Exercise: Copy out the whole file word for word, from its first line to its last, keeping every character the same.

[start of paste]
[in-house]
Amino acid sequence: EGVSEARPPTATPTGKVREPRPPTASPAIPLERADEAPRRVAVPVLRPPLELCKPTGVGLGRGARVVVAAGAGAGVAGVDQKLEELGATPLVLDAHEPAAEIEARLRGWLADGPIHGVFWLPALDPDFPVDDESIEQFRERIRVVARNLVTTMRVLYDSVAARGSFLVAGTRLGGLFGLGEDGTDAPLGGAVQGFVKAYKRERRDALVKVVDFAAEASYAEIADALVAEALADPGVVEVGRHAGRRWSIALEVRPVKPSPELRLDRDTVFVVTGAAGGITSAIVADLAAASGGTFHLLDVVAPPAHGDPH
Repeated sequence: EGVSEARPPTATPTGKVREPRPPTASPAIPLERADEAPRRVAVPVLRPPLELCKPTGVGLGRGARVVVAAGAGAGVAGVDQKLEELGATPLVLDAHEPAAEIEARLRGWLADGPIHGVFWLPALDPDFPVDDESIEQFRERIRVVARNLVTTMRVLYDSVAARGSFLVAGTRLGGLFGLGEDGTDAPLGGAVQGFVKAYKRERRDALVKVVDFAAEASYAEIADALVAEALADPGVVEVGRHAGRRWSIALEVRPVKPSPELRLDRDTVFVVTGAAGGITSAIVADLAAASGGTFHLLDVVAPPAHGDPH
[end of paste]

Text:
[in-house]
Amino acid sequence: EGVSEARPPTATPTGKVREPRPPTASPAIPLERADEAPRRVAVPVLRPPLELCKPTGVGLGRGARVVVAAGAGAGVAGVDQKLEELGATPLVLDAHEPAAEIEARLRGWLADGPIHGVFWLPALDPDFPVDDESIEQFRERIRVVARNLVTTMRVLYDSVAARGSFLVAGTRLGGLFGLGEDGTDAPLGGAVQGFVKAYKRERRDALVKVVDFAAEASYAEIADALVAEALADPGVVEVGRHAGRRWSIALEVRPVKPSPELRLDRDTVFVVTGAAGGITSAIVADLAAASGGTFHLLDVVAPPAHGDPH
Repeated sequence: EGVSEARPPTATPTGKVREPRPPTASPAIPLERADEAPRRVAVPVLRPPLELCKPTGVGLGRGARVVVAAGAGAGVAGVDQKLEELGATPLVLDAHEPAAEIEARLRGWLADGPIHGVFWLPALDPDFPVDDESIEQFRERIRVVARNLVTTMRVLYDSVAARGSFLVAGTRLGGLFGLGEDGTDAPLGGAVQGFVKAYKRERRDALVKVVDFAAEASYAEIADALVAEALADPGVVEVGRHAGRRWSIALEVRPVKPSPELRLDRDTVFVVTGAAGGITSAIVADLAAASGGTFHLLDVVAPPAHGDPH